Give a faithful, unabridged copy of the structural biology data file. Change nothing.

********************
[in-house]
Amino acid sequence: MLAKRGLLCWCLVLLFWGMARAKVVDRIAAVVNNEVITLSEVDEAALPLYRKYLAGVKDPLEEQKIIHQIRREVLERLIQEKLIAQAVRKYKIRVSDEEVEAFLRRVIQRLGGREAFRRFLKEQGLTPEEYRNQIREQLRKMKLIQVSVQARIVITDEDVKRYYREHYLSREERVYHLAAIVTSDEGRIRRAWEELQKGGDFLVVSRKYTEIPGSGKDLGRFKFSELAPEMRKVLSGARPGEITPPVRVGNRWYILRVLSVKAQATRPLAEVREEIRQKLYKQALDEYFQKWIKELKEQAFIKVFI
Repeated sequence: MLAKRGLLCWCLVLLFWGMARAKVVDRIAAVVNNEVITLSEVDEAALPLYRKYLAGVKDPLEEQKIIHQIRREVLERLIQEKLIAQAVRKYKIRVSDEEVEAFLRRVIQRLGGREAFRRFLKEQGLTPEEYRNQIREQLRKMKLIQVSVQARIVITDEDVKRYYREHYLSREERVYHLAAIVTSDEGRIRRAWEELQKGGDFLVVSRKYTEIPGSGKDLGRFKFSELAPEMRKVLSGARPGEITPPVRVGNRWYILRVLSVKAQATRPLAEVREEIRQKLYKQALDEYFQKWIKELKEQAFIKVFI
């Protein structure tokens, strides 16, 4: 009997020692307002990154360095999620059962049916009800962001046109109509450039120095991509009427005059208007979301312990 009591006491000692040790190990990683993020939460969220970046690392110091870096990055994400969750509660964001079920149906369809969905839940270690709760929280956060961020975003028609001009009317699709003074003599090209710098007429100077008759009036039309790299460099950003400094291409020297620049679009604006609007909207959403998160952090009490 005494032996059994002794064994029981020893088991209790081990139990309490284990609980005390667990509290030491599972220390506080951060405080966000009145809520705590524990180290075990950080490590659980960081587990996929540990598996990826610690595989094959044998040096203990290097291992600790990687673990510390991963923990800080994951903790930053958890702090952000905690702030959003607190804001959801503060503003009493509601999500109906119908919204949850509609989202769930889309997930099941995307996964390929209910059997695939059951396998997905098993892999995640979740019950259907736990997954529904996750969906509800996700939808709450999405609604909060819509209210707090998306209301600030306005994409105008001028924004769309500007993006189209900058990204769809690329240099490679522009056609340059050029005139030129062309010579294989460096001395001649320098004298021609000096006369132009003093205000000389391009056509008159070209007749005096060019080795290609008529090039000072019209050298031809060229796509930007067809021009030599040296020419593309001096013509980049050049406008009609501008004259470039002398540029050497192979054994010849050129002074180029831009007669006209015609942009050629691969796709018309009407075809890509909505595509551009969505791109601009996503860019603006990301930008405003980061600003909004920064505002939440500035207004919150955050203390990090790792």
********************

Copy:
[in-house]
Amino acid sequence: MLAKRGLLCWCLVLLFWGMARAKVVDRIAAVVNNEVITLSEVDEAALPLYRKYLAGVKDPLEEQKIIHQIRREVLERLIQEKLIAQAVRKYKIRVSDEEVEAFLRRVIQRLGGREAFRRFLKEQGLTPEEYRNQIREQLRKMKLIQVSVQARIVITDEDVKRYYREHYLSREERVYHLAAIVTSDEGRIRRAWEELQKGGDFLVVSRKYTEIPGSGKDLGRFKFSELAPEMRKVLSGARPGEITPPVRVGNRWYILRVLSVKAQATRPLAEVREEIRQKLYKQALDEYFQKWIKELKEQAFIKVFI
Repeated sequence: MLAKRGLLCWCLVLLFWGMARAKVVDRIAAVVNNEVITLSEVDEAALPLYRKYLAGVKDPLEEQKIIHQIRREVLERLIQEKLIAQAVRKYKIRVSDEEVEAFLRRVIQRLGGREAFRRFLKEQGLTPEEYRNQIREQLRKMKLIQVSVQARIVITDEDVKRYYREHYLSREERVYHLAAIVTSDEGRIRRAWEELQKGGDFLVVSRKYTEIPGSGKDLGRFKFSELAPEMRKVLSGARPGEITPPVRVGNRWYILRVLSVKAQATRPLAEVREEIRQKLYKQALDEYFQKWIKELKEQAFIKVFI
């Protein structure tokens, strides 16, 4: 009997020692307002990154360095999620059962049916009800962001046109109509450039120095991509009427005059208007979301312990 009591006491000692040790190990990683993020939460969220970046690392110091870096990055994400969750509660964001079920149906369809969905839940270690709760929280956060961020975003028609001009009317699709003074003599090209710098007429100077008759009036039309790299460099950003400094291409020297620049679009604006609007909207959403998160952090009490 005494032996059994002794064994029981020893088991209790081990139990309490284990609980005390667990509290030491599972220390506080951060405080966000009145809520705590524990180290075990950080490590659980960081587990996929540990598996990826610690595989094959044998040096203990290097291992600790990687673990510390991963923990800080994951903790930053958890702090952000905690702030959003607190804001959801503060503003009493509601999500109906119908919204949850509609989202769930889309997930099941995307996964390929209910059997695939059951396998997905098993892999995640979740019950259907736990997954529904996750969906509800996700939808709450999405609604909060819509209210707090998306209301600030306005994409105008001028924004769309500007993006189209900058990204769809690329240099490679522009056609340059050029005139030129062309010579294989460096001395001649320098004298021609000096006369132009003093205000000389391009056509008159070209007749005096060019080795290609008529090039000072019209050298031809060229796509930007067809021009030599040296020419593309001096013509980049050049406008009609501008004259470039002398540029050497192979054994010849050129002074180029831009007669006209015609942009050629691969796709018309009407075809890509909505595509551009969505791109601009996503860019603006990301930008405003980061600003909004920064505002939440500035207004919150955050203390990090790792």